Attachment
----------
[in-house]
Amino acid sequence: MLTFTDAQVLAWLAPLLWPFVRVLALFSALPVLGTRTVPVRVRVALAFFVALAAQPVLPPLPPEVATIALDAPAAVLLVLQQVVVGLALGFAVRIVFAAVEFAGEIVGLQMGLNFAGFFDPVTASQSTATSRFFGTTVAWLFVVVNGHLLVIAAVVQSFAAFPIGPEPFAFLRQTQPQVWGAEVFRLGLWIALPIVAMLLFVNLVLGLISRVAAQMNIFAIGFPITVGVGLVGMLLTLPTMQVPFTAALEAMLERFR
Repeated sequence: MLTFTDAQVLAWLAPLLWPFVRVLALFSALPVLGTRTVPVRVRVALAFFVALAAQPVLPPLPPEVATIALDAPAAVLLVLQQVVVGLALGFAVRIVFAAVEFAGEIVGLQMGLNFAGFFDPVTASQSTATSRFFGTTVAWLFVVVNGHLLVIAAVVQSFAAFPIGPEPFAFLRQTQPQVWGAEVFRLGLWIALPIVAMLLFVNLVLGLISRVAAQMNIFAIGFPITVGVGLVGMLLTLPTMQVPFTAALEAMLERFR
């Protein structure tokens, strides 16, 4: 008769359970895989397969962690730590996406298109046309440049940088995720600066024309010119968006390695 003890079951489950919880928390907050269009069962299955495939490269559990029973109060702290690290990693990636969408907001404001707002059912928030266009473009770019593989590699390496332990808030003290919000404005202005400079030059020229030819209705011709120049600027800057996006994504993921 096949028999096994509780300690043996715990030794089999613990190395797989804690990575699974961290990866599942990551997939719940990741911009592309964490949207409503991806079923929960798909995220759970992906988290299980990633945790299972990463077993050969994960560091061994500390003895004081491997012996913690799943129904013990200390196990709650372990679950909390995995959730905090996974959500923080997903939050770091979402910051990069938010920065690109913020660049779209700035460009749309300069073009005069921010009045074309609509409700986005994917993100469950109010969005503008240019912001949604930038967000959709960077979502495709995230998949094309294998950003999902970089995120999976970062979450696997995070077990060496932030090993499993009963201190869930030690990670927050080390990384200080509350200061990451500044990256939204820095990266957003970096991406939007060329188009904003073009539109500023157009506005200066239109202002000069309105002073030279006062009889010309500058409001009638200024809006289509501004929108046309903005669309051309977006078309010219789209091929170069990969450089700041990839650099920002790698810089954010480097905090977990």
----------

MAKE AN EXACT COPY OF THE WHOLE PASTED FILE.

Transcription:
[in-house]
Amino acid sequence: MLTFTDAQVLAWLAPLLWPFVRVLALFSALPVLGTRTVPVRVRVALAFFVALAAQPVLPPLPPEVATIALDAPAAVLLVLQQVVVGLALGFAVRIVFAAVEFAGEIVGLQMGLNFAGFFDPVTASQSTATSRFFGTTVAWLFVVVNGHLLVIAAVVQSFAAFPIGPEPFAFLRQTQPQVWGAEVFRLGLWIALPIVAMLLFVNLVLGLISRVAAQMNIFAIGFPITVGVGLVGMLLTLPTMQVPFTAALEAMLERFR
Repeated sequence: MLTFTDAQVLAWLAPLLWPFVRVLALFSALPVLGTRTVPVRVRVALAFFVALAAQPVLPPLPPEVATIALDAPAAVLLVLQQVVVGLALGFAVRIVFAAVEFAGEIVGLQMGLNFAGFFDPVTASQSTATSRFFGTTVAWLFVVVNGHLLVIAAVVQSFAAFPIGPEPFAFLRQTQPQVWGAEVFRLGLWIALPIVAMLLFVNLVLGLISRVAAQMNIFAIGFPITVGVGLVGMLLTLPTMQVPFTAALEAMLERFR
């Protein structure tokens, strides 16, 4: 008769359970895989397969962690730590996406298109046309440049940088995720600066024309010119968006390695 003890079951489950919880928390907050269009069962299955495939490269559990029973109060702290690290990693990636969408907001404001707002059912928030266009473009770019593989590699390496332990808030003290919000404005202005400079030059020229030819209705011709120049600027800057996006994504993921 096949028999096994509780300690043996715990030794089999613990190395797989804690990575699974961290990866599942990551997939719940990741911009592309964490949207409503991806079923929960798909995220759970992906988290299980990633945790299972990463077993050969994960560091061994500390003895004081491997012996913690799943129904013990200390196990709650372990679950909390995995959730905090996974959500923080997903939050770091979402910051990069938010920065690109913020660049779209700035460009749309300069073009005069921010009045074309609509409700986005994917993100469950109010969005503008240019912001949604930038967000959709960077979502495709995230998949094309294998950003999902970089995120999976970062979450696997995070077990060496932030090993499993009963201190869930030690990670927050080390990384200080509350200061990451500044990256939204820095990266957003970096991406939007060329188009904003073009539109500023157009506005200066239109202002000069309105002073030279006062009889010309500058409001009638200024809006289509501004929108046309903005669309051309977006078309010219789209091929170069990969450089700041990839650099920002790698810089954010480097905090977990």